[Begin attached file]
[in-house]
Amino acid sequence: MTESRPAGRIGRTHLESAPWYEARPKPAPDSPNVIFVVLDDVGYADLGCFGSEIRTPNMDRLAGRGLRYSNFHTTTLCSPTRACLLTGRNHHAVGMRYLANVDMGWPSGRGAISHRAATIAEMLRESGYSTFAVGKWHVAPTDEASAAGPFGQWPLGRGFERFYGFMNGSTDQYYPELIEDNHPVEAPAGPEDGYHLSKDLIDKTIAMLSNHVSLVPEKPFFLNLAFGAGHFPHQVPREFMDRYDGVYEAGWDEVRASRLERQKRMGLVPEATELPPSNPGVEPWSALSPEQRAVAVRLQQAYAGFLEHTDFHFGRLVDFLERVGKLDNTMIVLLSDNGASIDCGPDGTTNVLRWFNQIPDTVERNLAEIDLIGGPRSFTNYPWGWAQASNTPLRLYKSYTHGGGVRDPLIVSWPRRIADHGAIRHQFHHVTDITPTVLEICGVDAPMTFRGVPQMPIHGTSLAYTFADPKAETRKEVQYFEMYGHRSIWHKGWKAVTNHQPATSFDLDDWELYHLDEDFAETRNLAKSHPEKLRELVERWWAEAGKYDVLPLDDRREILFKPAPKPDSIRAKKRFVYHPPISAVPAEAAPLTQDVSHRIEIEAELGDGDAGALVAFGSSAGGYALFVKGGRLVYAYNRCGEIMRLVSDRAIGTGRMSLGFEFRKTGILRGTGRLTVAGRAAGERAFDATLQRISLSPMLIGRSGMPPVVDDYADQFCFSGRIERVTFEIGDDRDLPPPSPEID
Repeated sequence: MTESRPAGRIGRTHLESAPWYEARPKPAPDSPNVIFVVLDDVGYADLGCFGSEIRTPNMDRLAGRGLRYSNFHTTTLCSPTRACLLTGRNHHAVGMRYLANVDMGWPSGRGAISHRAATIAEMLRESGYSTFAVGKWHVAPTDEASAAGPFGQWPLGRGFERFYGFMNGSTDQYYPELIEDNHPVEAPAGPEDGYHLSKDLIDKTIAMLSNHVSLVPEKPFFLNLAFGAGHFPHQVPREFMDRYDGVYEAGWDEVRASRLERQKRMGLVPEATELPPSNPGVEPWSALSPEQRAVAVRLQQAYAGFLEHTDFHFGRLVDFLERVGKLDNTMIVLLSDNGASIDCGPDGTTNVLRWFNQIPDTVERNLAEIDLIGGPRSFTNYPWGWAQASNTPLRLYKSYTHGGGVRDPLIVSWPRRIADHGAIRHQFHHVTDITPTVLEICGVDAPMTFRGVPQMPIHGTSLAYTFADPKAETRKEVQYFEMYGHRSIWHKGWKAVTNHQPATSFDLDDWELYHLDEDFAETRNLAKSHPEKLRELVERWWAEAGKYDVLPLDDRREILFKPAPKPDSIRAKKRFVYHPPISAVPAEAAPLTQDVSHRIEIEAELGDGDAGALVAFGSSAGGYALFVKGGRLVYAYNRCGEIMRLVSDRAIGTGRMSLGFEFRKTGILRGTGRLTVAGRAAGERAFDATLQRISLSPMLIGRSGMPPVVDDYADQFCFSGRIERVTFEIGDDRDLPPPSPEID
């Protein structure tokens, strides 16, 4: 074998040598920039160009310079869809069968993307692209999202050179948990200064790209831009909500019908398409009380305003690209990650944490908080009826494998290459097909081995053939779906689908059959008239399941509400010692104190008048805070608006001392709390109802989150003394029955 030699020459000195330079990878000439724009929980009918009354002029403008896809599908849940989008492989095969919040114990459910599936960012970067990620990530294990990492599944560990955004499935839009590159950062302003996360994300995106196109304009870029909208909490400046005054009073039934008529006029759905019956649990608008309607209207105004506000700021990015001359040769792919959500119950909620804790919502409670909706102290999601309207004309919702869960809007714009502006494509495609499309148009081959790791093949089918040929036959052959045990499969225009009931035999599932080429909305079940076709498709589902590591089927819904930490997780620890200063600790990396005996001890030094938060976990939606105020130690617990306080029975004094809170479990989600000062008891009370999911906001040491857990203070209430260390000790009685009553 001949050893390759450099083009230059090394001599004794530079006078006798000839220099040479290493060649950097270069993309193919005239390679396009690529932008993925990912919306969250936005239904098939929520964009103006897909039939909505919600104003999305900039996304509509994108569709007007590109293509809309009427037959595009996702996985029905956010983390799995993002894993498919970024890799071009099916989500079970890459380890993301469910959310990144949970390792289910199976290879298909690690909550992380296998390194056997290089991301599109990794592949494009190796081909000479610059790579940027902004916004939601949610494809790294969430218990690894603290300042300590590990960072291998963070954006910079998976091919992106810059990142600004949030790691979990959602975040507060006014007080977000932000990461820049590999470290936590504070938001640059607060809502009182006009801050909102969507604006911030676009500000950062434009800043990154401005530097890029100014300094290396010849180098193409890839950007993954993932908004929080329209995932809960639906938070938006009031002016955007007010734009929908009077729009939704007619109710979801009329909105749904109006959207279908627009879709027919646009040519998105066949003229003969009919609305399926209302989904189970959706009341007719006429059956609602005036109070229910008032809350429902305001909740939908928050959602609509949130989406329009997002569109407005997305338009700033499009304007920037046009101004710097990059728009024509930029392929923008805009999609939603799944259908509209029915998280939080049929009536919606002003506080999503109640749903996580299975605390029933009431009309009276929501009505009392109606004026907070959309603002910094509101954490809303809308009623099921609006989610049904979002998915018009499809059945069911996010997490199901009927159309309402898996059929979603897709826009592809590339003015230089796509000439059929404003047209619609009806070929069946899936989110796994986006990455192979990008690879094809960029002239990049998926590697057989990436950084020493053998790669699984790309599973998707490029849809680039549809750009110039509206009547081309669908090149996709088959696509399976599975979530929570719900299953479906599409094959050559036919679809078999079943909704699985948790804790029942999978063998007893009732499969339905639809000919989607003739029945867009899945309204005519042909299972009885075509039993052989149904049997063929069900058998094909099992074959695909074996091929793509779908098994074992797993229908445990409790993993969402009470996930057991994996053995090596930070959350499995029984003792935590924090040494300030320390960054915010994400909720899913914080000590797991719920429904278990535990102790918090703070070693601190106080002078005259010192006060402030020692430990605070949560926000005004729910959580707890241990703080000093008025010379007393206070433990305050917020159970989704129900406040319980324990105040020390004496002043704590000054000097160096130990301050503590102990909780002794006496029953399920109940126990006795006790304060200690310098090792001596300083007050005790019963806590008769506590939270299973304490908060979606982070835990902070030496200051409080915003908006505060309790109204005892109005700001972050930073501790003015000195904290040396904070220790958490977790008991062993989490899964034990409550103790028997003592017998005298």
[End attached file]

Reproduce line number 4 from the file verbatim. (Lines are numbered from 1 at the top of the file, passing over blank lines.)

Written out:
């Protein structure tokens, strides 16, 4: 074998040598920039160009310079869809069968993307692209999202050179948990200064790209831009909500019908398409009380305003690209990650944490908080009826494998290459097909081995053939779906689908059959008239399941509400010692104190008048805070608006001392709390109802989150003394029955 030699020459000195330079990878000439724009929980009918009354002029403008896809599908849940989008492989095969919040114990459910599936960012970067990620990530294990990492599944560990955004499935839009590159950062302003996360994300995106196109304009870029909208909490400046005054009073039934008529006029759905019956649990608008309607209207105004506000700021990015001359040769792919959500119950909620804790919502409670909706102290999601309207004309919702869960809007714009502006494509495609499309148009081959790791093949089918040929036959052959045990499969225009009931035999599932080429909305079940076709498709589902590591089927819904930490997780620890200063600790990396005996001890030094938060976990939606105020130690617990306080029975004094809170479990989600000062008891009370999911906001040491857990203070209430260390000790009685009553 001949050893390759450099083009230059090394001599004794530079006078006798000839220099040479290493060649950097270069993309193919005239390679396009690529932008993925990912919306969250936005239904098939929520964009103006897909039939909505919600104003999305900039996304509509994108569709007007590109293509809309009427037959595009996702996985029905956010983390799995993002894993498919970024890799071009099916989500079970890459380890993301469910959310990144949970390792289910199976290879298909690690909550992380296998390194056997290089991301599109990794592949494009190796081909000479610059790579940027902004916004939601949610494809790294969430218990690894603290300042300590590990960072291998963070954006910079998976091919992106810059990142600004949030790691979990959602975040507060006014007080977000932000990461820049590999470290936590504070938001640059607060809502009182006009801050909102969507604006911030676009500000950062434009800043990154401005530097890029100014300094290396010849180098193409890839950007993954993932908004929080329209995932809960639906938070938006009031002016955007007010734009929908009077729009939704007619109710979801009329909105749904109006959207279908627009879709027919646009040519998105066949003229003969009919609305399926209302989904189970959706009341007719006429059956609602005036109070229910008032809350429902305001909740939908928050959602609509949130989406329009997002569109407005997305338009700033499009304007920037046009101004710097990059728009024509930029392929923008805009999609939603799944259908509209029915998280939080049929009536919606002003506080999503109640749903996580299975605390029933009431009309009276929501009505009392109606004026907070959309603002910094509101954490809303809308009623099921609006989610049904979002998915018009499809059945069911996010997490199901009927159309309402898996059929979603897709826009592809590339003015230089796509000439059929404003047209619609009806070929069946899936989110796994986006990455192979990008690879094809960029002239990049998926590697057989990436950084020493053998790669699984790309599973998707490029849809680039549809750009110039509206009547081309669908090149996709088959696509399976599975979530929570719900299953479906599409094959050559036919679809078999079943909704699985948790804790029942999978063998007893009732499969339905639809000919989607003739029945867009899945309204005519042909299972009885075509039993052989149904049997063929069900058998094909099992074959695909074996091929793509779908098994074992797993229908445990409790993993969402009470996930057991994996053995090596930070959350499995029984003792935590924090040494300030320390960054915010994400909720899913914080000590797991719920429904278990535990102790918090703070070693601190106080002078005259010192006060402030020692430990605070949560926000005004729910959580707890241990703080000093008025010379007393206070433990305050917020159970989704129900406040319980324990105040020390004496002043704590000054000097160096130990301050503590102990909780002794006496029953399920109940126990006795006790304060200690310098090792001596300083007050005790019963806590008769506590939270299973304490908060979606982070835990902070030496200051409080915003908006505060309790109204005892109005700001972050930073501790003015000195904290040396904070220790958490977790008991062993989490899964034990409550103790028997003592017998005298």